I’ve been interested in linguistics since early high school, and now I’m trying to give back by reaching out to current “protolinguists”: high school students who would like to learn more about linguistics, as well as the general public more broadly.
I taught a four-week class on communicating linguistics or LingComm at the LSA institute in Lexington, Kentucky in July 2017. The day-to-day class notes can be found on the @LingComm twitter account and tweets from students on #lingcomm. Here’s a summary of the class notes as blog posts:
- Day 1: Goals
- Day 2: Terminology and the explainer structure
- Day 3: The Curse of Knowledge and short talks
- Day 4: Myth debunking and in-person events
- Day 5 & 6: Events, self-promotion, and charades
- Day 7 & 8: Pitching and final projects
I organize edit-a-thons (workshops to improve the linguistics-related articles on Wikipedia) under the hashtag #lingwiki.
- How-to slides (CC-BY): bit.ly/lingwiki (in French: bit.ly/lingwikifr. In Spanish: bit.ly/lingwikies)
- How to participate in lingwiki even if you’re not there in person
- How to guide your linguistics class in editing Wikipedia: bit.ly/lingwikiclass
- Linguistics stub sorting guide: bit.ly/wugsorting
- My Wikipedia user page, including links to the reports on the dozen lingwiki editathons that I’ve organized so far
On All Things Linguistic, I run a series of interviews and posts about people with linguistics backgrounds who have gone on to work outside academia: the linguistics jobs series.
I also ran a series with advice for protolinguists. Selected posts:
- Protolinguist Master Post
- Protolinguistics: 6 ways to do linguistics in high school
- Protolinguist resources: Teaching yourself phonetics/phonology
- Protolinguist resources: Teaching yourself morphology
- Protolinguist resources: Teaching yourself syntax
- Protolinguist resources: Teaching yourself semantics
- Protolinguist resources: Teaching yourself corpus linguistics
- Protolinguist resources: Teaching yourself experimental linguistics
- Protolinguist resources: Teaching yourself descriptive grammar
- Protolinguist resources: Teaching yourself philosophy of language and linguistic anthropology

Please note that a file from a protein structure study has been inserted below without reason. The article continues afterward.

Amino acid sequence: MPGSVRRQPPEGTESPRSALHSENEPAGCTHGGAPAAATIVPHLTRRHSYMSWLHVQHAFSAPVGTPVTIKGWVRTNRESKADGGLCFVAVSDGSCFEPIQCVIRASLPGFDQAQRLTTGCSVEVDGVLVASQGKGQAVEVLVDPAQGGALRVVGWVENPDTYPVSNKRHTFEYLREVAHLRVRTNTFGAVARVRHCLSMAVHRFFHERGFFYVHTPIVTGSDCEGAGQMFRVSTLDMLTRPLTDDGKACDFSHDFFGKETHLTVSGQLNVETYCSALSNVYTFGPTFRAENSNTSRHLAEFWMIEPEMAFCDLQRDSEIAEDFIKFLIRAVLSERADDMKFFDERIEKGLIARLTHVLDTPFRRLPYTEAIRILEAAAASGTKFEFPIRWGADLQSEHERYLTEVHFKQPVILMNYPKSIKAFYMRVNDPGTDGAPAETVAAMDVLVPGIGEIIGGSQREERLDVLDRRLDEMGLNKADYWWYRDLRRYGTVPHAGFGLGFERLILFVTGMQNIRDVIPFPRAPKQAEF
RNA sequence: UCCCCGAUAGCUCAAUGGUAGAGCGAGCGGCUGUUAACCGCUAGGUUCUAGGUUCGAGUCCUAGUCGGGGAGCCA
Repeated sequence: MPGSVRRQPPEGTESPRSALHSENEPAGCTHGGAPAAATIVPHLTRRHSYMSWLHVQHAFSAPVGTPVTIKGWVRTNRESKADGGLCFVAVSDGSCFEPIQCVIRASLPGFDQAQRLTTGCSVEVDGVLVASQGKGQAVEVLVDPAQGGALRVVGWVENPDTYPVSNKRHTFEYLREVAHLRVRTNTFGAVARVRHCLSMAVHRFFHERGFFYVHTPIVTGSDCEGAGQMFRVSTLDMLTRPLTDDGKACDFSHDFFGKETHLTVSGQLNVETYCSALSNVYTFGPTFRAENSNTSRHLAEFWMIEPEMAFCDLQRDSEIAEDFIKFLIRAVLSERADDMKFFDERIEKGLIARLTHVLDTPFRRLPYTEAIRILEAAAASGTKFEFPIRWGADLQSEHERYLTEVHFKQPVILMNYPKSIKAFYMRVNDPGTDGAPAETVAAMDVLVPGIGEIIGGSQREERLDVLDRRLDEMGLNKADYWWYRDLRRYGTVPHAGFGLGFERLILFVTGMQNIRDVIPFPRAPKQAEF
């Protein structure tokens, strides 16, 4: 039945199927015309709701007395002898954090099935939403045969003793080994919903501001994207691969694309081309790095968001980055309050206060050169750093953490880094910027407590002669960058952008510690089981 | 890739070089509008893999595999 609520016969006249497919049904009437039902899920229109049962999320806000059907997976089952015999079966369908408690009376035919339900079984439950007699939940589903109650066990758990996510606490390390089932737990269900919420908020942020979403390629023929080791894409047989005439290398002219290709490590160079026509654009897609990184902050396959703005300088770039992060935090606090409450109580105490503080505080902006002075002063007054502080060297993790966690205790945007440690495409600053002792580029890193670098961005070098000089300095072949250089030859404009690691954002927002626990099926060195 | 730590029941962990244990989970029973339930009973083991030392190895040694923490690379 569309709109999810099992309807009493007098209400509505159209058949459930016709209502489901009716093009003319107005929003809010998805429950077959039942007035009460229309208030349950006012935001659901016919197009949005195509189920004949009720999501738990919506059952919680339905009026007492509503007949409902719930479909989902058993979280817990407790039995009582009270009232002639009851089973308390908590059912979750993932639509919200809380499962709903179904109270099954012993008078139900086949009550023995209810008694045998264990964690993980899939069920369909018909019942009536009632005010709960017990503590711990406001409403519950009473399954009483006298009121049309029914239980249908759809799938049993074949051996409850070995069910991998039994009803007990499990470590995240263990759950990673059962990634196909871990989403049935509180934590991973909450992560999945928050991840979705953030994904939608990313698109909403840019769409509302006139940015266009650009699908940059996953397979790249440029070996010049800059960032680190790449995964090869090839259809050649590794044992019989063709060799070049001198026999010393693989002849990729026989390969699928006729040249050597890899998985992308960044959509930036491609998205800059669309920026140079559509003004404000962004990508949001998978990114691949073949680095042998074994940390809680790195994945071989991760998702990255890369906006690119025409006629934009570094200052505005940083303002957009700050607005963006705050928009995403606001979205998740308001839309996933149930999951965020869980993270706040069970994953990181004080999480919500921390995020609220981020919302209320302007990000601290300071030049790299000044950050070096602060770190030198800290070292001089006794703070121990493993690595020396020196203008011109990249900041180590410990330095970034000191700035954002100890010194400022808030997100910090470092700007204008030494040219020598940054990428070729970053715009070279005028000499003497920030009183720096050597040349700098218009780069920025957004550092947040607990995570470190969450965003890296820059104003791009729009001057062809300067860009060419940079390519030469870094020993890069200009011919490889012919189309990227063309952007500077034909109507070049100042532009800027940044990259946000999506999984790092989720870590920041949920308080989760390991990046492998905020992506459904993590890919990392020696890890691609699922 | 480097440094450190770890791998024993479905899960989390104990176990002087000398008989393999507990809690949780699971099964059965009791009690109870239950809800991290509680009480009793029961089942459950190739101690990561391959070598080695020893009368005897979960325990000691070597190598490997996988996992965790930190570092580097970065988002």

General teaching resources from my blog:
- How to draw syntax trees (8-part series)
- How to explain linguistics to your friends and family
- On writing an IB extended essay in linguistics (& follow-up)
- What is language? 8 myths about language and linguistics
- 28 tips for doing better in your Intro Linguistics course
- Why Learn Semantics: Comebacks to annoying people
- Practising syntax trees using cards & string
- Teaching phonetics with lollipops and with fire
- Matrix Clauses
- Phonological Natural Classes and Set Theory
- Say Aaaaahh: Fun with vowels
- IPA Bingo
- How to make your own IPA Scrabble set
- What is LaTeX and why do linguists love it? (includes starter documents to download and edit)
In July 2014, I taught two linguistics courses to 9-14 year olds at Explorations, a Montreal summer day camp for nerdy kids. I wrote summary blog posts each week with the activities we did and some reflections on the experience, as a resource for future linguistics activities with high schoolers and younger.
- How Does Language Work? week 1
- How Does Language Work? week 2
- Make Your Own Language, week 3
- Make Your Own Language, week 4
The #lingwiki editathons build from a crowdsourced linguistics project that I organized in summer 2014 to improve the linguistics-explaining resources online. The three organizational posts with the plans and summary of the series are here:
- Crowdsourced Linguistics Part 1: What linguistics terms do you still have trouble with?
- Crowdsourced Linguistics Part 2: What linguistics terms can you help explain?
- Crowdsourced Linguistics Part 3: Summary and future editathons
I’d also like to highlight a few of the more in-depth explanations that people wrote:
In April 2014, I taught an introduction to linguistics course with particular focus on Mi’gmaq as part of the Bachelor of Community Studies (BACS) joint program between Cape Breton University and Listuguj First Nation. The course was a month-long intensive course equivalent to a single semester (3 credit) course. I did not summarize the course online, but do see a series of blog posts I did at migmaq.org as an introduction to Algonquianist terminology especially with respect to Mi’gmaq (parts one, two, three, four and five) and feel free to contact me if you’re thinking of doing something similar. See also my MA thesis and wiki.migmaq.org for more on the grammar of Mi’gmaq.